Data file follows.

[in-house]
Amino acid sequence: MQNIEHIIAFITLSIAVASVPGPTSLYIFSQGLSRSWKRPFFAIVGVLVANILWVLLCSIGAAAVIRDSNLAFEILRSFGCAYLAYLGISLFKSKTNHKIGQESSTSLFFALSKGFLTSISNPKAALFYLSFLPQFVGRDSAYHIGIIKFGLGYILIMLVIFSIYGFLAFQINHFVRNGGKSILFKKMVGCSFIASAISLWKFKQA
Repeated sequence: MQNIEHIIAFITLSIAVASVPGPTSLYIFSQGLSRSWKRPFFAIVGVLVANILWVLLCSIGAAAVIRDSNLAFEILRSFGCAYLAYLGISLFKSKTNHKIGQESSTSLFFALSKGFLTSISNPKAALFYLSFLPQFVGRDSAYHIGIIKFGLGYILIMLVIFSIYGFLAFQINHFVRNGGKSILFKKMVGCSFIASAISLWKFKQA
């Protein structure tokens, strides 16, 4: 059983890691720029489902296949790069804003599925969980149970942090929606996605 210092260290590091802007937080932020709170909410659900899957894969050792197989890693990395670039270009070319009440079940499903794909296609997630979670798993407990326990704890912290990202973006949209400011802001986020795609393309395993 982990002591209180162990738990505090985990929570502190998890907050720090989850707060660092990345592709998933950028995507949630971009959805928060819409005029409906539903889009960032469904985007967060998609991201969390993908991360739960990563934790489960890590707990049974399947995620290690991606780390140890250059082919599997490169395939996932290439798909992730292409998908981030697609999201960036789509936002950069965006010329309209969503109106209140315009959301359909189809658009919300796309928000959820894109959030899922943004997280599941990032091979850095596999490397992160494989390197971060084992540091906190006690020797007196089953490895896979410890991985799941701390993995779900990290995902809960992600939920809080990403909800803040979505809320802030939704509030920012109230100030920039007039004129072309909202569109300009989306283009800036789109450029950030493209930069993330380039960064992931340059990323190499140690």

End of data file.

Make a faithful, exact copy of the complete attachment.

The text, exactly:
[in-house]
Amino acid sequence: MQNIEHIIAFITLSIAVASVPGPTSLYIFSQGLSRSWKRPFFAIVGVLVANILWVLLCSIGAAAVIRDSNLAFEILRSFGCAYLAYLGISLFKSKTNHKIGQESSTSLFFALSKGFLTSISNPKAALFYLSFLPQFVGRDSAYHIGIIKFGLGYILIMLVIFSIYGFLAFQINHFVRNGGKSILFKKMVGCSFIASAISLWKFKQA
Repeated sequence: MQNIEHIIAFITLSIAVASVPGPTSLYIFSQGLSRSWKRPFFAIVGVLVANILWVLLCSIGAAAVIRDSNLAFEILRSFGCAYLAYLGISLFKSKTNHKIGQESSTSLFFALSKGFLTSISNPKAALFYLSFLPQFVGRDSAYHIGIIKFGLGYILIMLVIFSIYGFLAFQINHFVRNGGKSILFKKMVGCSFIASAISLWKFKQA
């Protein structure tokens, strides 16, 4: 059983890691720029489902296949790069804003599925969980149970942090929606996605 210092260290590091802007937080932020709170909410659900899957894969050792197989890693990395670039270009070319009440079940499903794909296609997630979670798993407990326990704890912290990202973006949209400011802001986020795609393309395993 982990002591209180162990738990505090985990929570502190998890907050720090989850707060660092990345592709998933950028995507949630971009959805928060819409005029409906539903889009960032469904985007967060998609991201969390993908991360739960990563934790489960890590707990049974399947995620290690991606780390140890250059082919599997490169395939996932290439798909992730292409998908981030697609999201960036789509936002950069965006010329309209969503109106209140315009959301359909189809658009919300796309928000959820894109959030899922943004997280599941990032091979850095596999490397992160494989390197971060084992540091906190006690020797007196089953490895896979410890991985799941701390993995779900990290995902809960992600939920809080990403909800803040979505809320802030939704509030920012109230100030920039007039004129072309909202569109300009989306283009800036789109450029950030493209930069993330380039960064992931340059990323190499140690």